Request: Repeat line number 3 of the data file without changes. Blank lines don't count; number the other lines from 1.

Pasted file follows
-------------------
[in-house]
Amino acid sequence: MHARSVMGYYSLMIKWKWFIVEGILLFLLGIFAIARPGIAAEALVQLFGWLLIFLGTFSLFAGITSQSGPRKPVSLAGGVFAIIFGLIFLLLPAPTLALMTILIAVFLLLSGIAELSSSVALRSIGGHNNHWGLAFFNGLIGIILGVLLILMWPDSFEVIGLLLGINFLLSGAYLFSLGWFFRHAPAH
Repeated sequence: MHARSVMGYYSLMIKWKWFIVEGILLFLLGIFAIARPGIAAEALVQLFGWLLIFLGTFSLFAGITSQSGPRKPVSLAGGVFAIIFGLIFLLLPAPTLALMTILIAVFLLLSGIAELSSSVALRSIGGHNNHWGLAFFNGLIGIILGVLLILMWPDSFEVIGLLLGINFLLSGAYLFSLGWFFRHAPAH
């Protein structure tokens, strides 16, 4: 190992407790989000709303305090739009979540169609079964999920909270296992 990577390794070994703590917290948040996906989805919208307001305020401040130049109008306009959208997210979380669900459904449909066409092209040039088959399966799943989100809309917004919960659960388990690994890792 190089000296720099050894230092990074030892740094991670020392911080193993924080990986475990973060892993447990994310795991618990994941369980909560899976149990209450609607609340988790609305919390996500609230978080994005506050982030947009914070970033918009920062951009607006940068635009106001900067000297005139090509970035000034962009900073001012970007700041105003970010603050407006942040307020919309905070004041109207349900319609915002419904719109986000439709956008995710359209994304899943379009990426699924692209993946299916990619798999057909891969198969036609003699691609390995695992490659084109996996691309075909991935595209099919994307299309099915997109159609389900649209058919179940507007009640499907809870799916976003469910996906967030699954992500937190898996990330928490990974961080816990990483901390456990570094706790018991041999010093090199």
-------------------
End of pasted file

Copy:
Repeated sequence: MHARSVMGYYSLMIKWKWFIVEGILLFLLGIFAIARPGIAAEALVQLFGWLLIFLGTFSLFAGITSQSGPRKPVSLAGGVFAIIFGLIFLLLPAPTLALMTILIAVFLLLSGIAELSSSVALRSIGGHNNHWGLAFFNGLIGIILGVLLILMWPDSFEVIGLLLGINFLLSGAYLFSLGWFFRHAPAH